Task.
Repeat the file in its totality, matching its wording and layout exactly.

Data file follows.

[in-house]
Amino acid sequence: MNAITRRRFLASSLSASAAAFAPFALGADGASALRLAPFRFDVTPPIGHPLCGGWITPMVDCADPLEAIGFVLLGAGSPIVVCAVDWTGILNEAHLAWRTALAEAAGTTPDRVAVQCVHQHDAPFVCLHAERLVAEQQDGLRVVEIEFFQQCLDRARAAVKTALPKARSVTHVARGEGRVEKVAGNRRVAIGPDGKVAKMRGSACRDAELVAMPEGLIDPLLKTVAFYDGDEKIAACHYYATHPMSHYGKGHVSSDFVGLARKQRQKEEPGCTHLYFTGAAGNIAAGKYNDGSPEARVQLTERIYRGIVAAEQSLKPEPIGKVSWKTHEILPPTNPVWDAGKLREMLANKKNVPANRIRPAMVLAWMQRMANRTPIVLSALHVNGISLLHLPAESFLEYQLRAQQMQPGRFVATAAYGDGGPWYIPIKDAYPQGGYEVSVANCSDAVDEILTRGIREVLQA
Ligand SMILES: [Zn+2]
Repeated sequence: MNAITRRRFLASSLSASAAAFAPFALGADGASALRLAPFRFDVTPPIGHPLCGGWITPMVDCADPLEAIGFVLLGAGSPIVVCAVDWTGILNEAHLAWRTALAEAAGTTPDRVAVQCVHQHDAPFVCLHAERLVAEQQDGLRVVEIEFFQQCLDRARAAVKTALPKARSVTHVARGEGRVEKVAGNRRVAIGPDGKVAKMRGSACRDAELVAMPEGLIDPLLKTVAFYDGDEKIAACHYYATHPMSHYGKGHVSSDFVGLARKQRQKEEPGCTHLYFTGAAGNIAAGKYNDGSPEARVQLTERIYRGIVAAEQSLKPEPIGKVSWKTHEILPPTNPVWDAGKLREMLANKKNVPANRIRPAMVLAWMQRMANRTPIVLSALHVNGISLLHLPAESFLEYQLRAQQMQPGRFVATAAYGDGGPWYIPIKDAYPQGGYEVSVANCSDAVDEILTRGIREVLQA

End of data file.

[in-house]
Amino acid sequence: MNAITRRRFLASSLSASAAAFAPFALGADGASALRLAPFRFDVTPPIGHPLCGGWITPMVDCADPLEAIGFVLLGAGSPIVVCAVDWTGILNEAHLAWRTALAEAAGTTPDRVAVQCVHQHDAPFVCLHAERLVAEQQDGLRVVEIEFFQQCLDRARAAVKTALPKARSVTHVARGEGRVEKVAGNRRVAIGPDGKVAKMRGSACRDAELVAMPEGLIDPLLKTVAFYDGDEKIAACHYYATHPMSHYGKGHVSSDFVGLARKQRQKEEPGCTHLYFTGAAGNIAAGKYNDGSPEARVQLTERIYRGIVAAEQSLKPEPIGKVSWKTHEILPPTNPVWDAGKLREMLANKKNVPANRIRPAMVLAWMQRMANRTPIVLSALHVNGISLLHLPAESFLEYQLRAQQMQPGRFVATAAYGDGGPWYIPIKDAYPQGGYEVSVANCSDAVDEILTRGIREVLQA
Ligand SMILES: [Zn+2]
Repeated sequence: MNAITRRRFLASSLSASAAAFAPFALGADGASALRLAPFRFDVTPPIGHPLCGGWITPMVDCADPLEAIGFVLLGAGSPIVVCAVDWTGILNEAHLAWRTALAEAAGTTPDRVAVQCVHQHDAPFVCLHAERLVAEQQDGLRVVEIEFFQQCLDRARAAVKTALPKARSVTHVARGEGRVEKVAGNRRVAIGPDGKVAKMRGSACRDAELVAMPEGLIDPLLKTVAFYDGDEKIAACHYYATHPMSHYGKGHVSSDFVGLARKQRQKEEPGCTHLYFTGAAGNIAAGKYNDGSPEARVQLTERIYRGIVAAEQSLKPEPIGKVSWKTHEILPPTNPVWDAGKLREMLANKKNVPANRIRPAMVLAWMQRMANRTPIVLSALHVNGISLLHLPAESFLEYQLRAQQMQPGRFVATAAYGDGGPWYIPIKDAYPQGGYEVSVANCSDAVDEILTRGIREVLQA